Archive for the ‘REWIND’ Category
Are there any bounds to EU privacy protection? Google is fighting to find out. An EU court ruling earlier this year requires that Google remove personal information from its search results upon request. According to Google’s top lawyer, this “right to be forgotten” appears to have been created without providing for clear objective tests on what information is in the public interest and need not be removed. Google is now touring European cities and seeking online comment in an attempt to seek feedback on the EU rules.
In this week’s REWIND of international business news, Canada gets tough on spam, China hammers down on M&A deals and shipping alliances, and in a curious spirit of bonhomie, Russia gives in on its bitcoin stance and offers tax amnesty for offshore companies.
This week in international business news, it is patent, trademark, and more patent. Could one small step for FindtheBest be a giant leap for patent law? Is Google making an extra effort to steer clear of lawsuit by FIFA over World Cup? EU investigates “patent box” tax breaks; could that spell trouble for Apple, Starbucks, and Fiat?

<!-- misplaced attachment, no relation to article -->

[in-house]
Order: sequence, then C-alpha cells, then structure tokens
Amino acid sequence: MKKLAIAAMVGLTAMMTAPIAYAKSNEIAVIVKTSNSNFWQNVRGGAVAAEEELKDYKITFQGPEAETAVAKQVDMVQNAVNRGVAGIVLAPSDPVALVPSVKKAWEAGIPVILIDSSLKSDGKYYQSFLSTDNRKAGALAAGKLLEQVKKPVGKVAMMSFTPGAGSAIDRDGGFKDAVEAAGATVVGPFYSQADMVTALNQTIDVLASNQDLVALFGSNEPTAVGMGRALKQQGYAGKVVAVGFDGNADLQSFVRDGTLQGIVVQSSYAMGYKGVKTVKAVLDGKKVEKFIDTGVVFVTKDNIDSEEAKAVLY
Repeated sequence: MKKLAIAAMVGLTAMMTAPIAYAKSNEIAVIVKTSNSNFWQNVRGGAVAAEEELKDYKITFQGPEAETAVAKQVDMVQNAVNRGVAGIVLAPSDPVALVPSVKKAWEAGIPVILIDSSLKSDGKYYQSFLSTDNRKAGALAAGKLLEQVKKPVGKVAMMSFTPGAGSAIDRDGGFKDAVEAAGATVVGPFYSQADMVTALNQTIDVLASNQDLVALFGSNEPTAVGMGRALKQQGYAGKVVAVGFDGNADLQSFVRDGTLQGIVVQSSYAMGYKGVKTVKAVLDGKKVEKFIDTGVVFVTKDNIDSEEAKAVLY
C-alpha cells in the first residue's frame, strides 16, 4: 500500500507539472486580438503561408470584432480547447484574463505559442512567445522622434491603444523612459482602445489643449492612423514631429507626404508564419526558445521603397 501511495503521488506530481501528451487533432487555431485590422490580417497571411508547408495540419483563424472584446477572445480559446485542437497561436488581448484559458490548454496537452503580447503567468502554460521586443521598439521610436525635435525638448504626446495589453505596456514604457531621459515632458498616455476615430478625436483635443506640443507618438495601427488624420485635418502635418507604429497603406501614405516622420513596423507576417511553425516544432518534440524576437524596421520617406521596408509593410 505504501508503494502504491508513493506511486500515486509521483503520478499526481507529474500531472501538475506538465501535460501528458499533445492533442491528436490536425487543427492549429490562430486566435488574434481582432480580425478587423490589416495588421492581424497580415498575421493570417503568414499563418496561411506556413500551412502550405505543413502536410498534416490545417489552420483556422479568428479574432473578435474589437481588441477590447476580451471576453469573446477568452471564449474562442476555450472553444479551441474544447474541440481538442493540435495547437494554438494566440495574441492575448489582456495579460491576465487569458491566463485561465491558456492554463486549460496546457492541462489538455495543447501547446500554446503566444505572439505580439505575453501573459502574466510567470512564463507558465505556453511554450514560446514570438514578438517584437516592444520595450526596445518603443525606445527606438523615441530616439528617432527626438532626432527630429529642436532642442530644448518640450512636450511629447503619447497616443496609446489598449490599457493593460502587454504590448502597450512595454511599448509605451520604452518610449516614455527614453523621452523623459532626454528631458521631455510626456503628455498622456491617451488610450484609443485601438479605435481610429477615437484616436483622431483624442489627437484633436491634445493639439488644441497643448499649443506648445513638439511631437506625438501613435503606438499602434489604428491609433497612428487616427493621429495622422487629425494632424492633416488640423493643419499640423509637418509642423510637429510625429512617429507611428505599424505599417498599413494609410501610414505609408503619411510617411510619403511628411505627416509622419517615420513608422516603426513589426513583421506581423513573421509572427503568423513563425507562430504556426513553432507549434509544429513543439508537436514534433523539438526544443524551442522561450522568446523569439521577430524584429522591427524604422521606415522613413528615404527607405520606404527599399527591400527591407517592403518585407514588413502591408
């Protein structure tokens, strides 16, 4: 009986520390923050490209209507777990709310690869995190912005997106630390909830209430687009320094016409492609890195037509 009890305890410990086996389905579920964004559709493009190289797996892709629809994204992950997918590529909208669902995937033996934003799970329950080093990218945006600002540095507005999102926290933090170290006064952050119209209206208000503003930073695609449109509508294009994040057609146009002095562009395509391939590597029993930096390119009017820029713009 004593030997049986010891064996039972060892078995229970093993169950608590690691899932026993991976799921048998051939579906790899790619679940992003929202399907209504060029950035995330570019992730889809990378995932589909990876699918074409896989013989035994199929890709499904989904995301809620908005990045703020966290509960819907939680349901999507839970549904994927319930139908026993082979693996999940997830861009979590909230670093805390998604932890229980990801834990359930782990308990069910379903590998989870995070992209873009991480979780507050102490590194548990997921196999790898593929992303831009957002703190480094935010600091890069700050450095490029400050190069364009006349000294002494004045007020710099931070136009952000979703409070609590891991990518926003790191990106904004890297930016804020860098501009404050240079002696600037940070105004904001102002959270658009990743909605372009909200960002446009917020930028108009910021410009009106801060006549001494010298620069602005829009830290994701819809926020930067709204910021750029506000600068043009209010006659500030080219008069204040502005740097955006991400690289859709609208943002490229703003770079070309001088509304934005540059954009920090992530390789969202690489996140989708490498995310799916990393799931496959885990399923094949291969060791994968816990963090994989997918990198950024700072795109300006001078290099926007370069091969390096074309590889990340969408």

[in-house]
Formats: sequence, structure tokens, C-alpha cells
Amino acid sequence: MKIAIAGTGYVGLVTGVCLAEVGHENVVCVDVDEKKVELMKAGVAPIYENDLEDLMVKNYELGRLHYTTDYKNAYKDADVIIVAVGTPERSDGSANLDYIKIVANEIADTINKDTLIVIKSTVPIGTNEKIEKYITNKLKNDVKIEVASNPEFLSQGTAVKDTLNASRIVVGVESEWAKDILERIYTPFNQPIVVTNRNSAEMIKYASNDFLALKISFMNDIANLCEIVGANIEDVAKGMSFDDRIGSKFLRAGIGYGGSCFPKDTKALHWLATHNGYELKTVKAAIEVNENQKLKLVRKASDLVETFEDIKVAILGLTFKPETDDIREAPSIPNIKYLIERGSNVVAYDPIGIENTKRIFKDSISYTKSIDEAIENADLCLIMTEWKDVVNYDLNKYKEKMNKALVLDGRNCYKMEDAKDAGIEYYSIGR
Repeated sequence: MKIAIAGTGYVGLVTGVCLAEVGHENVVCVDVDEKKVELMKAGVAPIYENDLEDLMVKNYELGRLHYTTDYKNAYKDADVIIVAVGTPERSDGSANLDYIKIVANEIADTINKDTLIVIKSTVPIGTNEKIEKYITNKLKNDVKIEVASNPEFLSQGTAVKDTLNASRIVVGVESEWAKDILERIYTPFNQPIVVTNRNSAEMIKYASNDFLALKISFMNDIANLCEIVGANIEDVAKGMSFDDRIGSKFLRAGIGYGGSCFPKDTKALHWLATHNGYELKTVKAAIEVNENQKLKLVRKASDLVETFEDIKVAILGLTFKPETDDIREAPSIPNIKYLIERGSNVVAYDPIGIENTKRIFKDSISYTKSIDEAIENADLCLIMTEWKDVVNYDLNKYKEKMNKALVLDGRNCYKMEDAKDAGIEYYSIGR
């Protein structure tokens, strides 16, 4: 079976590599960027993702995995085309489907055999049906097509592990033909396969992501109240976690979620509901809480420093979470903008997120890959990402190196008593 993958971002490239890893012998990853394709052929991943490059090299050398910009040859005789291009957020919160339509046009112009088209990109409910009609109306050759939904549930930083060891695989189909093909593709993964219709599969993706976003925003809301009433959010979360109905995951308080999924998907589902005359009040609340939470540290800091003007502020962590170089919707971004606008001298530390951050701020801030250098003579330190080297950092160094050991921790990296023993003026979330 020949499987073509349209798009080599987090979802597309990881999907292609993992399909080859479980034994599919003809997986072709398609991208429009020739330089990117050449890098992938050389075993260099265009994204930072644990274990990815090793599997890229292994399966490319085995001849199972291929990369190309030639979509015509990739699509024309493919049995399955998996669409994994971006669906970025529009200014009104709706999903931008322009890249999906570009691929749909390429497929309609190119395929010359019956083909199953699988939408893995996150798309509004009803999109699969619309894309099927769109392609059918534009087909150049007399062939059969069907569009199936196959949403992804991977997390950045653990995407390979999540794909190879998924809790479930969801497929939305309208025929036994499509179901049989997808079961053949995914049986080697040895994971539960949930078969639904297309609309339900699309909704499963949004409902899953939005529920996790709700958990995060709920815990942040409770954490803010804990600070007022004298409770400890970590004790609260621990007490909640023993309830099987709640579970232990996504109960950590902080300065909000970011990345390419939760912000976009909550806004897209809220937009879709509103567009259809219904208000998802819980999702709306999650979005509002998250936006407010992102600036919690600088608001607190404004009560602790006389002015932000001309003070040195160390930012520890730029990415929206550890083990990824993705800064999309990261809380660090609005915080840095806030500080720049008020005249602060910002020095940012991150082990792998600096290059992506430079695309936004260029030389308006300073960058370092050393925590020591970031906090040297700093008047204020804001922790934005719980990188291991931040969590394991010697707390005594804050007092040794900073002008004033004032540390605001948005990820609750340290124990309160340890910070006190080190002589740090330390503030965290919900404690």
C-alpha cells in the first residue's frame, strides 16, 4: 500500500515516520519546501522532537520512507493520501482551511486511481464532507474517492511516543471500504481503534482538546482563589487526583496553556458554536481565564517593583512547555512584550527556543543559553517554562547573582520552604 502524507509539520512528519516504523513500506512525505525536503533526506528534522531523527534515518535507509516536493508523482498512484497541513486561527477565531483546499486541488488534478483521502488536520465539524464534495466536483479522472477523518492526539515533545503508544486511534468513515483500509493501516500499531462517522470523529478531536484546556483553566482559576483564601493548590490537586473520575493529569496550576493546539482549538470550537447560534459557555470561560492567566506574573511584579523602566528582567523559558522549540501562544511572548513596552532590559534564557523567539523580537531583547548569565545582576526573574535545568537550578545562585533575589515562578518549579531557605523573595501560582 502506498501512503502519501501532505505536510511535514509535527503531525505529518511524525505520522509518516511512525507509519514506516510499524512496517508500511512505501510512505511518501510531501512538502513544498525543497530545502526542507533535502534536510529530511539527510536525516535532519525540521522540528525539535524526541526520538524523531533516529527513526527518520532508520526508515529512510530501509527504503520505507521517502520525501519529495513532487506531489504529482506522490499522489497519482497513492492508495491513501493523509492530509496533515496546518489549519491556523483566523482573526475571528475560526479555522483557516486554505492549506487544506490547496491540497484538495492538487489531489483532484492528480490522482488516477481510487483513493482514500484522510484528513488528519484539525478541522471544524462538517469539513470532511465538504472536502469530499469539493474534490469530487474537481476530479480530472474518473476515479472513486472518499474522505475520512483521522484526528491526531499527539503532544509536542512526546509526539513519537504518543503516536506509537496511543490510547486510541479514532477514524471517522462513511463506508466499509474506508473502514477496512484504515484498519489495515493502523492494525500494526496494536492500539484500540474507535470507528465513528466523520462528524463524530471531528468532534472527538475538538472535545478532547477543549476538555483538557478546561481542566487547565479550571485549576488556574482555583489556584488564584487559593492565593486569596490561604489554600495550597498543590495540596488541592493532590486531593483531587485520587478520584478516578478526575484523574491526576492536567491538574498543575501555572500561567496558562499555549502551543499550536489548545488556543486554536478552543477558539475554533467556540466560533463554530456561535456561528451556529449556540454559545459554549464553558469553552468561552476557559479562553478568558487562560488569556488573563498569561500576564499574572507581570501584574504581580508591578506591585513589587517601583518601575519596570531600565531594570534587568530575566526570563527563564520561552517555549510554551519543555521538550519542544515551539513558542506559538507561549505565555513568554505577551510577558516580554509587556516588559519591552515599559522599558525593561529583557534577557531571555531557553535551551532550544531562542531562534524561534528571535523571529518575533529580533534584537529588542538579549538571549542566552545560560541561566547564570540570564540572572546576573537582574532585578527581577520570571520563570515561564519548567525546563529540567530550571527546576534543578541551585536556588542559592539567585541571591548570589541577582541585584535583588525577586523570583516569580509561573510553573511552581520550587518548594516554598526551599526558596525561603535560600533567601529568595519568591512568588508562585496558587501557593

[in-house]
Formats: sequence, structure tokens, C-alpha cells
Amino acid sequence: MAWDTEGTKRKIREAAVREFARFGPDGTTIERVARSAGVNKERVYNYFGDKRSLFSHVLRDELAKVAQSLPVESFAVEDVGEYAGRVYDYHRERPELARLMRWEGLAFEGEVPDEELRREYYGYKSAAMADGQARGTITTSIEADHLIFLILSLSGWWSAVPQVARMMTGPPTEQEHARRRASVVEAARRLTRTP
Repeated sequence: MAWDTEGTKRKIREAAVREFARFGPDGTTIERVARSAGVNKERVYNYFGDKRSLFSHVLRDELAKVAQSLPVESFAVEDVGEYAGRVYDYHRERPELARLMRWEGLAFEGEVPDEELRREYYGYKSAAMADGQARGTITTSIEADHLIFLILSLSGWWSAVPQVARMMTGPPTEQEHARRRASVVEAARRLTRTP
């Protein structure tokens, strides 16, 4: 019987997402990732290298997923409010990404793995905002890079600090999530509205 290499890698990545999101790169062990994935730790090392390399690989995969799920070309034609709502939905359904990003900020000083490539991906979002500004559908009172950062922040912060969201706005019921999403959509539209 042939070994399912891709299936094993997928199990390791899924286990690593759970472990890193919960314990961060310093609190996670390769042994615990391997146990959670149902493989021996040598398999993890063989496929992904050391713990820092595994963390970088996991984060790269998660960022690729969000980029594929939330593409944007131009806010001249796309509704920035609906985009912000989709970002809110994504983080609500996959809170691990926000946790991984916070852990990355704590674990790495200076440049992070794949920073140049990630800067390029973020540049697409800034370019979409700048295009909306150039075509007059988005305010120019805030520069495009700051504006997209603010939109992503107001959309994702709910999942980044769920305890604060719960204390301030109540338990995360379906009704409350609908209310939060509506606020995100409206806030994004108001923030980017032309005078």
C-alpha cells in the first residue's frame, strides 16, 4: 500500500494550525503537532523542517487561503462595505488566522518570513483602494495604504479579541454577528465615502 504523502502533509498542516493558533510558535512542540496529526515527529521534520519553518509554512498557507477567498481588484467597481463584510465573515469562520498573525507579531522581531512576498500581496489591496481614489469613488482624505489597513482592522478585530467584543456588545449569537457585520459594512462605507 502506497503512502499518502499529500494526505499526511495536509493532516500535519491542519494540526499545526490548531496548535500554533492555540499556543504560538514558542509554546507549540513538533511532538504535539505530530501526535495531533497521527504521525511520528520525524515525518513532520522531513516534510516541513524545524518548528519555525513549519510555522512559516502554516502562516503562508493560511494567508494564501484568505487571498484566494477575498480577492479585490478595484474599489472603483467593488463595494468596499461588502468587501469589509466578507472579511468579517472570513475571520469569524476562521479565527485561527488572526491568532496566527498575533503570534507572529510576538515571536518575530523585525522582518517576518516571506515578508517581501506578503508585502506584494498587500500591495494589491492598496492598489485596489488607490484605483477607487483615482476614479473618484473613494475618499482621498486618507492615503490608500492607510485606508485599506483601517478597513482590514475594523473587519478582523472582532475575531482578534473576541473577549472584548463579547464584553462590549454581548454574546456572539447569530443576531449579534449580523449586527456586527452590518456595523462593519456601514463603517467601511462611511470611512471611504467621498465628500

In this week’s REWIND of international business law news, a New York judge resuscitates a colonial law to allow a lawsuit against U.S. companies for doing business with the South African apartheid regime, India braces for a potential United States downgrade of its intellectual property rights classification, and New York authorities poise to charge area car dealerships in a scheme to export luxury cars to China.
This week, our REWIND of international business news covers Italian court decision that the sky is the limit for Emirates Airline; meanwhile, European venture capitalists skip the 11-hour flight to Silicon Valley to invest in European tech startups; and major global music companies are accused of trying to take the whole “cloud” down.
This week in international business, we have a case going to the Supreme Court, which may determine whether a tougher standard for patentability may be enforced; Canada’s “trade-mark” law reform; millions of new Google shares on the market; and Mississippi extends trade-secret protections to universities and colleges.
In this week’s REWIND of international business law news, trouble is brewing as French workers hold their managers captive, a Swiss drug maker is investigated for exaggerating in its advertising, and a New Zealand dairy giant suffers legal ramifications for selling contaminated baby milk.